Porcelain doll-women, people swallowed by trees, magical picture books, an endless forest littered with toys, and a house where children's wishes come true.
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8 of 10 people found the following review helpful By Woopak VINE VOICE on September 29, 2009
Format: DVD
There have been many bits of Asian Horror and most of them have the stereotypical element of the long-haired white-faced vengeful ghost. Of course, it is quite refreshing to find one without the overused element of the "Yurei" (which is a powerful part of Japanese lore). "Hansel and Gretel" is a film by Pil-Sung Yim and masquerades as a horror film but feels more like a suspense surreal thriller instead. The film has some very impressive visuals, and strong production values--and instead of utilizing a dark, ominous atmosphere, it displays colorful cinematography that proves as creepy as any other dark, bluish atmosphere.

When Eun-soo Lee (Jeong-myeong Cheon) has a car accident (which is why talking on the cell phone while driving is outlawed in California), he regains consciousness within a forest with a 12-year old girl named Yeong-Hee (Eun-kyeong Shim) who leads them to their house in the middle of the woods. Once there, he meets the parents, Yeong-Hee's older brother Man-Bok (Won-jae Eun) and cute younger sister (played by Ji-hui Jin), he is invited to stay the night. Come morning, Eun-soo is served sweets for breakfast which was quite odd. Eun-soo also finds that he is unable to find his way out of the forest by himself and decides to impose upon the kindly family once again to stay one more day. The following day, he finds the children crying and that the parents have left on an urgent matter and asks Eun-soo to watch over the kids. Eun-soo soon realizes that these are not your normal children and that there have been other guests in their home, and none of them ever found a way out of the forest.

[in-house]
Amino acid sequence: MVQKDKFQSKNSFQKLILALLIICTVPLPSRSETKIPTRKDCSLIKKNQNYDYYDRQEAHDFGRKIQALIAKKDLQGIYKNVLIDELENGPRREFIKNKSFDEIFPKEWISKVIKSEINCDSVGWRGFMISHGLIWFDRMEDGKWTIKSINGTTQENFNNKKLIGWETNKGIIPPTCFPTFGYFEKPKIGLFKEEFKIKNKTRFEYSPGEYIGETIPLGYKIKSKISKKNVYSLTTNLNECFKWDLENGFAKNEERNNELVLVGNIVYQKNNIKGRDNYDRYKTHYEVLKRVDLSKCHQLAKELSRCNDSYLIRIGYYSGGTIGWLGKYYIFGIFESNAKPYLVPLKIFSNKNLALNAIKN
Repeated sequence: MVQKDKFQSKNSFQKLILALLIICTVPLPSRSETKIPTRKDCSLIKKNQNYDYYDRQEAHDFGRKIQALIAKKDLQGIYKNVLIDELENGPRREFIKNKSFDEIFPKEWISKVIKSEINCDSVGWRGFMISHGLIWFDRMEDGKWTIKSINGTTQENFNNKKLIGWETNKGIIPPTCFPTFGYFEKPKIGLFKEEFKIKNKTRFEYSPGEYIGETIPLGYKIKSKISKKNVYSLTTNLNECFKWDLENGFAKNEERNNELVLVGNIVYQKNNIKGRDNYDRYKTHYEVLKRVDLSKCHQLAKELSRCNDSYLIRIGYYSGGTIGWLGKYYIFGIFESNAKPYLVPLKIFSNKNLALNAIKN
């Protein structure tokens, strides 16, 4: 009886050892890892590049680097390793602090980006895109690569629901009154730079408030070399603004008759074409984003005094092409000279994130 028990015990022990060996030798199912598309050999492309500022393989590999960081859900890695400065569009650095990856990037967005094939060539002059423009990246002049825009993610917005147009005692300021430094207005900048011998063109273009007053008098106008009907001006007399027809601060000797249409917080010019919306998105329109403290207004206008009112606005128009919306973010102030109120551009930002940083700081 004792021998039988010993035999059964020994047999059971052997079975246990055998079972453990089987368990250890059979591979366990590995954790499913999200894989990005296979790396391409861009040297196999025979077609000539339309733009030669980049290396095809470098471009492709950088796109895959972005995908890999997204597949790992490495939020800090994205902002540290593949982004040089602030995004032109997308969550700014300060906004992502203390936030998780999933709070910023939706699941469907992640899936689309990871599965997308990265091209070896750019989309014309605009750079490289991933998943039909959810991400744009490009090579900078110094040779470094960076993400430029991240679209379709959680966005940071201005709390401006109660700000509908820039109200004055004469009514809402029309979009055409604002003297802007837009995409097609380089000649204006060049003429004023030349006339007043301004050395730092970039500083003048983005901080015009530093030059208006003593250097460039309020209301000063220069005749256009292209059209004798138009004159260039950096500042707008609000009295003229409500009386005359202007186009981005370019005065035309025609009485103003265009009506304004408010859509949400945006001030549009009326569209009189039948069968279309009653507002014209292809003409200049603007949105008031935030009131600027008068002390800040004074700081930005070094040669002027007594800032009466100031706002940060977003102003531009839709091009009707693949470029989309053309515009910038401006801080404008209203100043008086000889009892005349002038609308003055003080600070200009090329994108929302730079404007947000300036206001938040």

The film has very high production values and has superb visuals. "Hansel and Gretel" is quite unique when we think about all the overused elements in Korean horror.
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3 of 3 people found the following review helpful By Joel, Holden on August 28, 2011
Format: Blu-ray Verified Purchase
It is disturbing and immensely beautiful, with every scene a painting come to life, much in its own way as Death in Venice, and I don't think anyone could escape being caught in wonderland. Like any good film, it touches the heart and finds it searching for places and gaps memories and tomorrows it never knew it was searching for before.

It could be in the mind of a child on the brink of sleep, that is so frightening tender, so scratching against winter window, poor and threadbare, that contrasts with the film's richness of candy and cakes and eternal Christmas trees and presents under them, heavy snow forever more, an exquisitely created dream of a house of jolly elf coated nightmares and furnishings and frenetic parents who try to recapture something they hope is in you, at the same time you realize they're hiding something so unspeakably terrifying and that is when you begin to know you are the bulwark of this hideous thing and you must please.

As you feel this artificial glowing inside yourself turned into a hollow thing that leaves you stranded and alone, just as you think young forever, then close to the child almost the moment of clarity, and you fall asleep and wake to the fever of Christmas morning.

The earlier front cover of the DVD case has a picture of the children on the couch, looking so solemn and forlorn. The words above them read: Don't go. We'll be good. And they try and they are really the needed, finally the sacrifice comes in the sadness you feel when you realize for the first time you are indeed grown up but inside you is for always the corpse of the child who was once you.

In the frightening fairytale woods all around this home of happy children, supervised by adults of a certain nervous condition.